I remember this day twenty-four years ago like it was yesterday. The day my son was born. He was a happy baby. Big blue eyes and wispy blonde hair, with a sweet disposition. He was a baby that never napped. If he slept more than ten minutes, it was because he was sick. But, unlike his sister, he slept through the night much quicker.
I left my children’s father when our son was thirteen months old. I didn’t want my children to grow up in a home that was not healthy. Trust me when I say, the marriage to my children’s father was not healthy. Our son has no recollection of us being a married couple.
I remember the first day that my ex-husband left with the kids for a weekend, it was one of the most painful moments of my life. I don’t know why it struck me so hard, but it did. I then spent entirely too much energy and too many years insisting their father be a parent and see them every other weekend and one afternoon a week. In hindsight, I wish I had not done that. I believe that changed the course of their lives and for that I will always be regretful.
My relationship with my son is complicated. I love him more than my life. I would give my life for him and not blink, if I thought it would save him. But he has not lived in our home since he was 15. Even though he has not lived with me for almost a decade, I was completely involved in every treatment program he entered, every counseling session he had, I did everything I knew to possibly do to ensure he lived to see his 18th birthday. I knew once he became an adult I would have no ability to keep him on a straight track.
Unbeknownst to me, however, my ex-husband wasn’t as worried about keeping our children on the right track. For my former mother-in-law’s sake, I won’t go into a lot of details, but to say their relationships were toxic is an understatement. Don’t get me wrong, he loved his children, but it was unhealthy. It was more of a friend to a friend. He never drew boundary lines as a parent.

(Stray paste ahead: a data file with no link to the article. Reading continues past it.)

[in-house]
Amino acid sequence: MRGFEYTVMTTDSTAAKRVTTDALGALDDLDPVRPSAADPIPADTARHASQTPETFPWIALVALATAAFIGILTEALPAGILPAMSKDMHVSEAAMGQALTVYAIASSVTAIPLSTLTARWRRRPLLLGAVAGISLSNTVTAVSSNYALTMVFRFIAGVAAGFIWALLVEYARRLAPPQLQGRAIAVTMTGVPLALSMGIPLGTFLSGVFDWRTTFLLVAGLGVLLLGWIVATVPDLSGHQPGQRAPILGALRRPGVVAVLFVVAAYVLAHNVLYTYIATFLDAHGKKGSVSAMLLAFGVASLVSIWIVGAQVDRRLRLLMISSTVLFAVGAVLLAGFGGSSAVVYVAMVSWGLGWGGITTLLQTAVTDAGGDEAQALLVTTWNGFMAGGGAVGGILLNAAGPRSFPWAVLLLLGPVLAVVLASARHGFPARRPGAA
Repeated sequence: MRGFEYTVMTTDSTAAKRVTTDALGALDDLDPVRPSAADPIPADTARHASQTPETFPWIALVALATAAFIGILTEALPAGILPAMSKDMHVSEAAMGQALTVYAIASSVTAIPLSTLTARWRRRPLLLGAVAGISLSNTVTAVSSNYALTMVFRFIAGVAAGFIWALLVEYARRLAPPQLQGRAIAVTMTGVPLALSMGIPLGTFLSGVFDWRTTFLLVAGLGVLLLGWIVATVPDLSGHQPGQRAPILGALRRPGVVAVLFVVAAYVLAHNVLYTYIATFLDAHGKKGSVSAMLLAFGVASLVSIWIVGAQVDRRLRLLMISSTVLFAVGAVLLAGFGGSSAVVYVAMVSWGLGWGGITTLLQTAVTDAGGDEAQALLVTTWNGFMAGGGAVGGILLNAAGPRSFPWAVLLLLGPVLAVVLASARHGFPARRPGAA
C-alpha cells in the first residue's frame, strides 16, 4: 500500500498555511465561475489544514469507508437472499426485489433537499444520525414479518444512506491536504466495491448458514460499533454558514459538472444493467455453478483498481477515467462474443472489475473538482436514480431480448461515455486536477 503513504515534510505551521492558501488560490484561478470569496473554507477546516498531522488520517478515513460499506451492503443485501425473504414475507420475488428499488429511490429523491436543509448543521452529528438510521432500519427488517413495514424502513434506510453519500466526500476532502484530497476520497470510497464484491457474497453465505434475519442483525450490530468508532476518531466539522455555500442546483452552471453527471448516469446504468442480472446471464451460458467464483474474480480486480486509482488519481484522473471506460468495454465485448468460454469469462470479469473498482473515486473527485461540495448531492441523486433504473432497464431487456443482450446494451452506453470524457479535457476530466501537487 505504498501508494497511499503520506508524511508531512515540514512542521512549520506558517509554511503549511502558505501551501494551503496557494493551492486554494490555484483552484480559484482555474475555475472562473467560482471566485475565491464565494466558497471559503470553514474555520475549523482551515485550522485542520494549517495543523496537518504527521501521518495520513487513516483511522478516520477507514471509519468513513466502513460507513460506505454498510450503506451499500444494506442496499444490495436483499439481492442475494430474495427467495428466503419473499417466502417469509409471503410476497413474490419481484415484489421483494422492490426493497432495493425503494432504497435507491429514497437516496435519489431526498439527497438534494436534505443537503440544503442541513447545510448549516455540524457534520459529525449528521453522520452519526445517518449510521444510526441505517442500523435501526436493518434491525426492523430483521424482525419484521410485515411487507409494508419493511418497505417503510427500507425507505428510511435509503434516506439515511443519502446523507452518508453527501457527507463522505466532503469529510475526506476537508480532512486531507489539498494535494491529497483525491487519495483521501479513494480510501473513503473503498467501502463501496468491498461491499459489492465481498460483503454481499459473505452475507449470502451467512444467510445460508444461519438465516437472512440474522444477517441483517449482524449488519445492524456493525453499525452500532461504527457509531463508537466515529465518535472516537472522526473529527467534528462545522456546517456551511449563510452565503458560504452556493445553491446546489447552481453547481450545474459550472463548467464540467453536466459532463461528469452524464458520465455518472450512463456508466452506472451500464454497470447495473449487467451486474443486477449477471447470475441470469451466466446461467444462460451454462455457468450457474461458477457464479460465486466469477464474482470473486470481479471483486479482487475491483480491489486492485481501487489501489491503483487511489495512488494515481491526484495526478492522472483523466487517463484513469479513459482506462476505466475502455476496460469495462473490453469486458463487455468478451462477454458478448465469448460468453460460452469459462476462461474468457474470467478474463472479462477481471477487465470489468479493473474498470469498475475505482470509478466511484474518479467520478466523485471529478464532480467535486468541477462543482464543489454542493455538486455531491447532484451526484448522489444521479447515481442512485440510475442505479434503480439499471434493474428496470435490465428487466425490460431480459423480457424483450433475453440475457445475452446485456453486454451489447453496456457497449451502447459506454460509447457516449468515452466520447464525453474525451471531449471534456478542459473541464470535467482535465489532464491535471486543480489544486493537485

Today I miss my son. He is currently incarcerated. He is frequently incarcerated. He has addiction issues. He has mental health issues that should be addressed. He is grieving the loss of his father last year. He has shown no capacity to make different choices, therefore we don’t talk often. He knows I refuse to participate in his chaos, or that of an addict. He knows I will not fund his lifestyle in any way. He knows that I will move heaven and earth to help him get healthy if he takes the first steps alone.
I realize people say mothers and son’s have different relationships than mother’s and daughter’s. I know in my mother’s heart that my son has a tender heart. He loves fiercely. He is lost. He is hurting. He needs God. I’ve prayed everything for him – laid claimed to God’s promises for him – asked God to bring a man of God into his life to mentor him, someone who can show him what it means to live for God . . . and I’ve even prayed he be charged with a felony so maybe we can get him help.
Today I’m heavy. Today I am trying not to let my emotions control me. Today I am trying not to wallow in regret for the way things have happened. Today I am reminding myself that my children know I love them. My children hear me. My daughter told me in an email yesterday: “yes mom, we always heard you . . . your voice is always in our head.” That gives me some comfort. Some modicum of peace. Knowing that they hear me. But they also know I can’t participate in their self-induced madness.
As I’ve said before – an addict’s capacity to love their families has nothing to do with their addiction. It’s not because they don’t love. Sometimes they feel entirely too much and don’t know what to do with the thoughts or the pain.
I pray my son finds peace. I pray he seeks God’s path. I pray he takes that first step forward. I miss him. I don’t even know how to have an adult son in my world. But I really want to figure it out. Drug addiction and mental illness are vicious, especially when left untreated. Our most precious can be consumed by either.
So – I love you Bo. More than my life. I’ll be waiting when you’re ready to “come home.” As I reminded him – God forgives as far as the East is from the West – just move forward.